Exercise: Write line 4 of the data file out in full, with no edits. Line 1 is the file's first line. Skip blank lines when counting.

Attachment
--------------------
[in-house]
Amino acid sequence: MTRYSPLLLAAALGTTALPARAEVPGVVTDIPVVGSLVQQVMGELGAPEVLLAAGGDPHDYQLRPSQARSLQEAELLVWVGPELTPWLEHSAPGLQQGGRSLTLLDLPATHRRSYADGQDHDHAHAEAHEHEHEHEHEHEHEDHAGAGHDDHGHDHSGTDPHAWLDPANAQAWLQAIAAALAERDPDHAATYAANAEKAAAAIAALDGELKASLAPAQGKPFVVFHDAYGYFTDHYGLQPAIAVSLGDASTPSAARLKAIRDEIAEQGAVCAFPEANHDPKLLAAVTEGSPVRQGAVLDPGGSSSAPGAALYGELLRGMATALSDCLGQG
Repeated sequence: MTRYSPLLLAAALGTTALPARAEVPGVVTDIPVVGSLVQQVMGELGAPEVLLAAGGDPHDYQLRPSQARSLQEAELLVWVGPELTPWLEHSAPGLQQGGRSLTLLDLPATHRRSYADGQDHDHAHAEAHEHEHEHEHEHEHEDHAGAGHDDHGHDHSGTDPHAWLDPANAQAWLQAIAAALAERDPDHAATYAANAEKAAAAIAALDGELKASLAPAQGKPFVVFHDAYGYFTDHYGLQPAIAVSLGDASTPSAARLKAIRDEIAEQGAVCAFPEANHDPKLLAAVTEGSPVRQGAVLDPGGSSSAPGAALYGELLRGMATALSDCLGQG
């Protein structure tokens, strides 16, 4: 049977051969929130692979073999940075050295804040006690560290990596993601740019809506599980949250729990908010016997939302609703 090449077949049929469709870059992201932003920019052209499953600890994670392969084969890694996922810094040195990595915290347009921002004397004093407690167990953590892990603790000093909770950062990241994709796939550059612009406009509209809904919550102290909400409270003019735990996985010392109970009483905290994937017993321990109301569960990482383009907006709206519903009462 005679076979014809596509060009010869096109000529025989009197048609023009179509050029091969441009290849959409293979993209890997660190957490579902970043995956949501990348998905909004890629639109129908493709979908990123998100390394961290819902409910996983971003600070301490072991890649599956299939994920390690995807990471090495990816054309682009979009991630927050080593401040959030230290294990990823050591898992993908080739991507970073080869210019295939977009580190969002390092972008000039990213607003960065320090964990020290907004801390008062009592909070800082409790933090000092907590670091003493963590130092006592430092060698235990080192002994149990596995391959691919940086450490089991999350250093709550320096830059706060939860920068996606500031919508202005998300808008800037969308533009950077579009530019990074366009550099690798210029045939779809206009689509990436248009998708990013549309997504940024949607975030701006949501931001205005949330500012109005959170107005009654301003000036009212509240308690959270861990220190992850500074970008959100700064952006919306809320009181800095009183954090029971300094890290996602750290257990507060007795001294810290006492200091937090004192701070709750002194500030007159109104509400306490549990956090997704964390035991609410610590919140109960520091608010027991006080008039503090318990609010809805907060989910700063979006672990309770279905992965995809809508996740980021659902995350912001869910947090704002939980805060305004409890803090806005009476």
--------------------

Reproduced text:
């Protein structure tokens, strides 16, 4: 049977051969929130692979073999940075050295804040006690560290990596993601740019809506599980949250729990908010016997939302609703 090449077949049929469709870059992201932003920019052209499953600890994670392969084969890694996922810094040195990595915290347009921002004397004093407690167990953590892990603790000093909770950062990241994709796939550059612009406009509209809904919550102290909400409270003019735990996985010392109970009483905290994937017993321990109301569960990482383009907006709206519903009462 005679076979014809596509060009010869096109000529025989009197048609023009179509050029091969441009290849959409293979993209890997660190957490579902970043995956949501990348998905909004890629639109129908493709979908990123998100390394961290819902409910996983971003600070301490072991890649599956299939994920390690995807990471090495990816054309682009979009991630927050080593401040959030230290294990990823050591898992993908080739991507970073080869210019295939977009580190969002390092972008000039990213607003960065320090964990020290907004801390008062009592909070800082409790933090000092907590670091003493963590130092006592430092060698235990080192002994149990596995391959691919940086450490089991999350250093709550320096830059706060939860920068996606500031919508202005998300808008800037969308533009950077579009530019990074366009550099690798210029045939779809206009689509990436248009998708990013549309997504940024949607975030701006949501931001205005949330500012109005959170107005009654301003000036009212509240308690959270861990220190992850500074970008959100700064952006919306809320009181800095009183954090029971300094890290996602750290257990507060007795001294810290006492200091937090004192701070709750002194500030007159109104509400306490549990956090997704964390035991609410610590919140109960520091608010027991006080008039503090318990609010809805907060989910700063979006672990309770279905992965995809809508996740980021659902995350912001869910947090704002939980805060305004409890803090806005009476």